First, I think this was the most tweeted Prime Time. Sure, I was tweeting up a storm and so were a number of the usual suspects but there were a lot more newbies including, I was pleased to see, a number of producers. (Self-promotion aside – if you would like to become active in social media yourself, I have developed a Social Media for Media Executives workshop that I am currently making available to companies. Contact me if you are interested.) So you may be thinking – is it possible to just stay home and read the tweets? In my opinion, no.
Tweets are good if you can’t make it to Prime Time but you miss out on a lot if you’re not there. Prime Time is half panel discussions and half networking. There is no facilitation of the networking (see my earlier CrossmediaTO post) but it is a great place to build relationships with most of the top television producers, broadcast executives, funders, guilds and associations and a smattering of government people in attendance. And of course a number of independent consultants such as myself. There also seems to be a growing number of digital producers. One year soon, there will be no such distinction and we’ll be talking only about screens. (And on a personal note, if you’re going through another transition in a fairly long career, Prime Time is a great place to spread the word and feel the love.)
There were two big buzzwords from this year’s conference – disruption and destruction. Disruption of business models (is international licensing dead?) and outright destruction of markets (video game rental certainly is). Panelists sometimes disagreed (is it a disruption or just a challenge – does that distinction matter?) but the theme of the conference was that the world has changed and we all – from cable companies to broadcasters to producers to talent – better start thinking creatively if we hope to ride the wave. Some in attendance already know this and are out in front but there were plenty in the room who need to hear this message oh, a few more times probably, before it sinks in.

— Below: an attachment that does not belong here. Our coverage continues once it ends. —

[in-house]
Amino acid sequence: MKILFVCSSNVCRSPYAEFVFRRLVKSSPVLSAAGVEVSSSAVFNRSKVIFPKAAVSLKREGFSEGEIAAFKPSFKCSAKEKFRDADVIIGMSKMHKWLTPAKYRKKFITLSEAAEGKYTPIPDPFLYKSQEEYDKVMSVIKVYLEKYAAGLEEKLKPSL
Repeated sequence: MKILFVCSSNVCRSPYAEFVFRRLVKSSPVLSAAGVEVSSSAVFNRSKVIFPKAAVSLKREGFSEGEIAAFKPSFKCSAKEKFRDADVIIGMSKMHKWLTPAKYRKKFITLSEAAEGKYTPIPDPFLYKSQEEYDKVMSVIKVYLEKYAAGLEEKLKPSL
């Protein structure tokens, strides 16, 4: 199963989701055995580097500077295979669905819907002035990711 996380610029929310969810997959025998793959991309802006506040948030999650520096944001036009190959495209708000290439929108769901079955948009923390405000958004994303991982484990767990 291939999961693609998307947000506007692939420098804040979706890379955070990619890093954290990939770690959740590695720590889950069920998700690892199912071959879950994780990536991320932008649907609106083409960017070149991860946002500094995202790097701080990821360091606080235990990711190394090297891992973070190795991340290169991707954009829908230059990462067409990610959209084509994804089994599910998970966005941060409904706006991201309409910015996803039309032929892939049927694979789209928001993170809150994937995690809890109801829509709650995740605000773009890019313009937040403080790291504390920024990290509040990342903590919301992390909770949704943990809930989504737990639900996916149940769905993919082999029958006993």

Jean-Pierre Blais, Chair of the CRTC, continued the theme with his keynote speech. It was quite a surprising speech. Blais told producers that they need to be creative in their business approach. He told them to be discontented with the status quo in order to be truly entrepreneurial. Find new partners and new markets. He coined a new word when he told the room that under his watch the CRTC would not be ‘protectionist but promotionist’.
There were some key messages here that I think we all should keep in mind over the next little while. The Canadian independent production industry is very well funded right now with the BDU contribution to the CMF, the hard won CPE (Canadian Programming Expenditure) requirement and a rather large amount of benefits money. Benefits will expire and the walled garden that is regulated broadcasting is being disrupted. I think Blais is telling us here that we need to find new business models and new partners or five years from now we will wake up and find ourselves without CPE or CMF or benefits and there will be no way to finance Canadian television.
The other key message revolved around another buzzword of the conference – discoverability. In a regulated world with scheduled programs and a TV guide, the audience can find our programs, if they aren’t moved around too much. But when content is available on multiple platforms without regulation to protect and ensure access then ways to enable the audience to discover Canadian content becomes key. I am not sure what tools are at the CRTC’s disposal to allow it to be ‘promotionist’ but the message is an important one, and one that carried through to several other panels that day.
‘So think big. Give us WOW. Help us discover what we want to watch.’ – Jean-Pierre Blais
P.S. I’ve been asked to finish my Bell-Astral2 post now that the PNI is out and I will get on that shortly. There’s also a request for a post on the new co-pro policy framework and I’ll get on that one too soon. But first – some work that pays the bills!!